Amarok + PulseAudio: volume control changes global volume
gmane at colin.guthr.ie
Tue Jul 6 15:43:28 BST 2010
'Twas brillig, and Nikos Chantziaras at 06/07/10 14:36 did gyre and gimble:
> On 07/06/2010 04:21 PM, Colin Guthrie wrote:
>> 'Twas brillig, and Nikos Chantziaras at 06/07/10 13:36 did gyre and gimble:
>>> On 07/06/2010 11:38 AM, Colin Guthrie wrote:
>>>> So what is this logic? Well, the general premise is that h/w volume
>>>> control is favoured whenever possible.
>>> Why? As I mentioned in another post, lowering hardware volume results
>>> in a reduction of bit-depth, and thus sound quality. PA is free to mix
>>> at a higher bit-depth than the hardware supports in order to avoid this,
>>> but the hardware can't.
>> PA mixes the prior to sending it to h/w so doing so before applying
>> volume changes is clearly going to be better quality.
>> Essentially the aim is to avoid touching the audio stream if at all
>> possible and that's what this approach does. As mentioned earlier it's
>> the same approach taken in the latest Windows incarnations too.
> I suppose this is acceptable with cheap speaker systems. But when I
> have a higher quality system with its own volume control, I'd like to
> have sound card hardware volume at 0db so my speakers can have the full
> signal instead of something that's being attenuated.
> But anyway, that's probably just me.
To be honest, I don't follow this logic!
If you want your sound to be <0dB then you have two choices.
Say you want -15dB, you can either:
1. Set h/w knob to 0dB and then attenuate to -15dB in software prior to
pushing it into the h/w
2. Set h/w to -15dB and then don't touch the stream at all before
giving it to the h/w.
In some pro-setups the h/w volume control knob could end up controlling
a physical knob on a desk!
So in PA we always consider h/w volume control to be "better" than our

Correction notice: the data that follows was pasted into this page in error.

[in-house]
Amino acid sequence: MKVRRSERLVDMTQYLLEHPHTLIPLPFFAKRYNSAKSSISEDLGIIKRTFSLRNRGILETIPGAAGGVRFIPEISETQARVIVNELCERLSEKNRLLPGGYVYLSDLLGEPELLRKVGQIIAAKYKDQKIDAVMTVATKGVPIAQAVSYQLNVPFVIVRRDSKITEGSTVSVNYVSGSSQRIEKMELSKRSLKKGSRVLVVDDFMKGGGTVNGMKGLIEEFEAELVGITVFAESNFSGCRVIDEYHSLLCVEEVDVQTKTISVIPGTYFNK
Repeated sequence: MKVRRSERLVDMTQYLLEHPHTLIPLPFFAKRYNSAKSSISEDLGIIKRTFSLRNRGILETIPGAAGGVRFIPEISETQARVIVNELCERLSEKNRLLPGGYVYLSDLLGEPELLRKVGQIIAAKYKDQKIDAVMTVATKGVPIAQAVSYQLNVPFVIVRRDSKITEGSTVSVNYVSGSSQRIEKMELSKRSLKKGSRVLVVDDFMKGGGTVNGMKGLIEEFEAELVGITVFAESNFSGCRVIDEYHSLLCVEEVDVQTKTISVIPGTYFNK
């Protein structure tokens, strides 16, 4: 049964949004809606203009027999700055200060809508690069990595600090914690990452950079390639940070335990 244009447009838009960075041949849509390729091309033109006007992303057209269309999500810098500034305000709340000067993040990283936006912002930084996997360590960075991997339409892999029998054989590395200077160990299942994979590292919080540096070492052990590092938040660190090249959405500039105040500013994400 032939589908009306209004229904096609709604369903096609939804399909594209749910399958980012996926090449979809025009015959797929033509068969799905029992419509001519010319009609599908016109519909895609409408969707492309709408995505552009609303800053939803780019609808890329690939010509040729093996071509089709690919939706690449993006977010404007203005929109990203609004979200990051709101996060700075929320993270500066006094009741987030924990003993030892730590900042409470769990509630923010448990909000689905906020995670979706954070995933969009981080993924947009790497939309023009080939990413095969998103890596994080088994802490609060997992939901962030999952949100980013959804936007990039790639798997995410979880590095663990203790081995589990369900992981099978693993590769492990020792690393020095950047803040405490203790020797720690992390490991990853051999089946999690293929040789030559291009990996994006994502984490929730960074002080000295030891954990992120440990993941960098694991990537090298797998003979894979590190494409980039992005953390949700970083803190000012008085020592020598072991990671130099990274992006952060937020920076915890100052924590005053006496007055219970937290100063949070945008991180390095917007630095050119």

software volume control and try as much as possible to use it whenever
we can (for both quality and for CPU reasons).
I guess on your setup you'd want to set the entire pipeline to 0dB on
the computer (e.g. both amarok and h/w volume being 0dB and then use the
volume knob on your receiver.
In actual fact, for this reason, PA makes finding the 0dB point easier
than with plain alsa as it clearly presents the 0dB in the pavucontrol
GUI as "Base Volume". Some cards have 0dB == 100% in which case the base
volume isn't shown, but on some cards, 12dB == 100% so 0dB is somewhere
around the 70% mark (depends how you convert your dB -> % tho'). So we
clearly mark the base volume in the GUI so users know exactly where to
put their sliders to avoid software attenuation.
Described a little better here:
I've not yet had time to try and work out how to show the base volume in
kmix, but it'll come eventually.
(note there are some arguments about how best to present the 0dB point
(in terms of h/w 0dB) to the user. It's a bit of an issue that Raymond
(alsa guy) in particular disagrees with but he's impossible to have a
good constructive argument with as he ignores all the points and
concessions made and just restates the original point :s)
>>> I hope you'll be able to solve any remaining issues with it
>>> (mplayer with PA is something I simply cannot live with.)
>> I've used mplayer with PA for about two or three years. There have been
>> a couple bugs along the way but none that are not solved AFAIK. Works
>> great here.
> The main problem for me (while using latest PA and latest mplayer from
> SVN) was that seeking in a video is slow and glitchy. For example,
> pressing the "left" button to go 5 seconds forwards results in the
> video/audio getting out of sync and mplayer is then playing the video at
> double speed for a few seconds, followed by the video being played at
> half speed for another few seconds. Without PA, seeking is instant with
> no lag and no video-audio sync and speed problems.
Hmm, can't say I've noticed this but I'll be sure to take a look.
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